Strengths and Weaknesses: Southeast Division

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Atlanta Hawks

Strength: Trae there to stay

Fourth-year point guard Trae Young recently signed a five-year, $207 million rookie maximum extension, so he is in Atlanta to stay. He’s already a superstar and is just 22 years of age, and it’s pretty clear what he’s capable of even this early into his career, even leading Atlanta a visit to the Eastern Conference Finals. Trae Young is pretty pricey in drafts and has an ADP of 12.7 right now, which is where it’s likely to stay, but keep in mind that Trae was outside of the top-50 for fantasy value on a per-game basis last season. He’s as electric as they come but his poor shooting (43.8% on high volume) and lack of stocks (0.8 steals and 0.2 blocks per game) really weights him down in these leagues, but remember he was a top-20 guy in his sophomore campaign due to some more steals and scoring more and at an almost identical shooting clip. Clint Capela will also be a Hawk for the next two seasons, as he just signed a two-year, $46 million extension to stay in Atlanta. Dissimilar to Young, Capela was just inside the top-25 for fantasy last season but has an ADP of 41.1, so it’s likely you’ll get last year’s leading rebounder at a discount.

Weakness: Getting out to run

If the Hawks were to improve on anything, it would be their tendencies to not get out and run the ball much. This was proven directly last year by their measly 10.0 fast break points per game, which ranked them 28th in the league. No one is to blame for this, as it’s just a matter of ripping down a board and getting out to run in a rapid fashion, so while it wouldn’t affect any players directly for fantasy purposes, it would allow more scoring opportunities across the board.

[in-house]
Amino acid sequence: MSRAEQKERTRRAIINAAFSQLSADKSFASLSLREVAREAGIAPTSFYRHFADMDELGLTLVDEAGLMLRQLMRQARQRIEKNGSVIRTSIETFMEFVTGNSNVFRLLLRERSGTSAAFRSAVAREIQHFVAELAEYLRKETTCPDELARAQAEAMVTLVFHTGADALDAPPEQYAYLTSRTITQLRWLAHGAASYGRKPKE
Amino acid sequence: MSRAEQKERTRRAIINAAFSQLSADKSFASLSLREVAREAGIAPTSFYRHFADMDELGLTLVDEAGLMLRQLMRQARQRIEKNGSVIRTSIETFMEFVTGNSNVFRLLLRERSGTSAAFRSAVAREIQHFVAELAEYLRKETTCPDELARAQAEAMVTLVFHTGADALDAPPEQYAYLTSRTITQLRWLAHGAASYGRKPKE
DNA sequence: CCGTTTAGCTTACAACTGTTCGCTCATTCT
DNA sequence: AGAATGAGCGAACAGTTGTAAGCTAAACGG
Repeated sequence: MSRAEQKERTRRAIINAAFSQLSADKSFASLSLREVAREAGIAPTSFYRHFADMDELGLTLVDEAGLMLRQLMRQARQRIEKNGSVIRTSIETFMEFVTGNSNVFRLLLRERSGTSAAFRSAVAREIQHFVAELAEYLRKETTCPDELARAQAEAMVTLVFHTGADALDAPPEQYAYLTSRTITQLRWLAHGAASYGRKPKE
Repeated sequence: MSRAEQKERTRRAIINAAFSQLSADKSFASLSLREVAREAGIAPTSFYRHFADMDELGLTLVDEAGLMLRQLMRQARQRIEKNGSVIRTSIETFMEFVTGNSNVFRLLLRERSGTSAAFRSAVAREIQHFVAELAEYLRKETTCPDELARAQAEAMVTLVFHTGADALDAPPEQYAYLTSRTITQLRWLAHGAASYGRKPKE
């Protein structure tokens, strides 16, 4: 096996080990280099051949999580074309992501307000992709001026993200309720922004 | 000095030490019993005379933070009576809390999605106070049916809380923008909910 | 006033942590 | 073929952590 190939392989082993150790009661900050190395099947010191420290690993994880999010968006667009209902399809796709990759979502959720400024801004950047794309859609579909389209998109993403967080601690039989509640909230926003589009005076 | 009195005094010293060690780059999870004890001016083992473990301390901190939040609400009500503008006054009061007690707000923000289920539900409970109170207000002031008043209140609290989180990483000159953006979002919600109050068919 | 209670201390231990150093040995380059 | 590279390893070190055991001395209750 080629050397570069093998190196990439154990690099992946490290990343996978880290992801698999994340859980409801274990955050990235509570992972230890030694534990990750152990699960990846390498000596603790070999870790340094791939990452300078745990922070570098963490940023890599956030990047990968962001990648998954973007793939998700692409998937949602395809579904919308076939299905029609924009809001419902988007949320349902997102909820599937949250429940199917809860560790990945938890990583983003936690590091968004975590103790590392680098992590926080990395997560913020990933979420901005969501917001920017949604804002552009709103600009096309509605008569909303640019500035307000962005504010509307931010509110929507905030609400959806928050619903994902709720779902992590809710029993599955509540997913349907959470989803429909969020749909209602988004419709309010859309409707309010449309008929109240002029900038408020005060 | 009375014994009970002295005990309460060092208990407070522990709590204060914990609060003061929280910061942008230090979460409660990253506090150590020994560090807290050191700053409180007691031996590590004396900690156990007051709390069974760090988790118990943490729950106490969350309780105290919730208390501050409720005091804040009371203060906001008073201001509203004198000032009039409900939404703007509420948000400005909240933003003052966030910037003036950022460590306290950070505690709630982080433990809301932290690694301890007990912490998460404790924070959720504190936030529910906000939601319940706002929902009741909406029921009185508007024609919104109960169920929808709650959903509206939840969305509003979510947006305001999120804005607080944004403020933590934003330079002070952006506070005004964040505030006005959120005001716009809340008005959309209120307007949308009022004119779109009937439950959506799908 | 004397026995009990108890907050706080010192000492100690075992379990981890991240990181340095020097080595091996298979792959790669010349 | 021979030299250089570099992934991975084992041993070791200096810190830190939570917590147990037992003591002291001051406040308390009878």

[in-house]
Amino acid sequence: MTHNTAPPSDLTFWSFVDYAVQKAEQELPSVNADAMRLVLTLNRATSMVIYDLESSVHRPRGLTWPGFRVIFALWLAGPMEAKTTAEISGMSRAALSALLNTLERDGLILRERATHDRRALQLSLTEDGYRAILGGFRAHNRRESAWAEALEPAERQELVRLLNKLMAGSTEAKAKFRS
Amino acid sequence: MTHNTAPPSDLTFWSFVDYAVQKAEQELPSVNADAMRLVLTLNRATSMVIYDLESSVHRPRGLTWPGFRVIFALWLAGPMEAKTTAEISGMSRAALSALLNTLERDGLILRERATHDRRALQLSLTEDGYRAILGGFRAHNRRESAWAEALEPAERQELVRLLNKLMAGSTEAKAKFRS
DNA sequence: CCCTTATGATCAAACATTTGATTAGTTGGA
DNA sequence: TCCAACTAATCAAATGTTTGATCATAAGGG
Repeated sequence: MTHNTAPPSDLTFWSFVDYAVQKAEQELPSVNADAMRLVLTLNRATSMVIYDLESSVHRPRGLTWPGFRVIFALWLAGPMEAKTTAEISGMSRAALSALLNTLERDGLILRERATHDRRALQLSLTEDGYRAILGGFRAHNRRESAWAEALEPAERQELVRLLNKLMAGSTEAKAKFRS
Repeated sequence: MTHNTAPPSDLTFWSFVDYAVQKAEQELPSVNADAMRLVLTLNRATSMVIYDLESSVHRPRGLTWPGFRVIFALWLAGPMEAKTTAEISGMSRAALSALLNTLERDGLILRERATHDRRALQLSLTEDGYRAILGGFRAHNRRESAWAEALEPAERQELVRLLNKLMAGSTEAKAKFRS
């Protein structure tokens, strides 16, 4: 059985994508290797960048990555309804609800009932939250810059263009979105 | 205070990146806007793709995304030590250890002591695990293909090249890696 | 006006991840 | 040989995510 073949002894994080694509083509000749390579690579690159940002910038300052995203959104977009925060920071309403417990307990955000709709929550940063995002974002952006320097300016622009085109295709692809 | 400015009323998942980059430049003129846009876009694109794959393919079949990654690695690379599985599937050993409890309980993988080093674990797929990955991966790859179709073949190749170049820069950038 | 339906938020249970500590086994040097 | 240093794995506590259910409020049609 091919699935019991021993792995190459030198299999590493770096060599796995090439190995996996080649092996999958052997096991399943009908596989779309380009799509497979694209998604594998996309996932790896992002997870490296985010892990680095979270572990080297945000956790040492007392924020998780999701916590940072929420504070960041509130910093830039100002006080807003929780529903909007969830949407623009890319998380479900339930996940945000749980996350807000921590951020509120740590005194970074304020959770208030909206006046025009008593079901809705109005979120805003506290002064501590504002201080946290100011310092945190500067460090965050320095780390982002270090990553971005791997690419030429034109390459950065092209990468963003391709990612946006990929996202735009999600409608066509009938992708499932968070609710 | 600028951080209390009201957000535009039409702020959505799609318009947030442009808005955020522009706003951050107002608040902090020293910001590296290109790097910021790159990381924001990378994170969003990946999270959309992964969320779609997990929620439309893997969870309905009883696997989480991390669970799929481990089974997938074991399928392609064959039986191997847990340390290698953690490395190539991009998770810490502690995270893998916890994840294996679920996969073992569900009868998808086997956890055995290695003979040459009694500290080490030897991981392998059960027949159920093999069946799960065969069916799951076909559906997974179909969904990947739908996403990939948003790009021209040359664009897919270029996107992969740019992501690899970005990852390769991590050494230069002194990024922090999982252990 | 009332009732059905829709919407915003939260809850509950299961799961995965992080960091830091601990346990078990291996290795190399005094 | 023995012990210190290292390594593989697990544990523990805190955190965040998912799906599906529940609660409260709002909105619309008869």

Charlotte Hornets

Strength: Full of athletes

Charlotte is a young, exciting, and incredibly athletic team that already has young leaders. LaMelo Ball is the first name that comes to anyone’s mind, as his first year as a pro was impressive to say the least. He was a top-75 guy last season but has plenty of room to improve, which is evident given his current ADP of 25.6. There’s a ton of hype around him so picking him here makes sense, but don’t expect his efficiency to be at an elite level off the bat. Terry Rozier is another young Charlotte guard that you can get much later (ADP of 66.3), but is more of a score-first guy with a ton of threes and solid surrounding stats. The Hornets also added Kelly Oubre, who is likely to go all over in drafts this year - he has a nice ceiling but was out of it last year, so taking a gamble on him in the later rounds may or may not prove to be worth it. We can’t leave Miles Bridges out of the “athlete” conversation as he’s already one of the best in-game dunkers in the league, but his value is based around boards and efficiency from the forward spot. He’s decent, but his upside is limited on a team with so many guys that can score.

Weakness: Rebounding (especially defensively)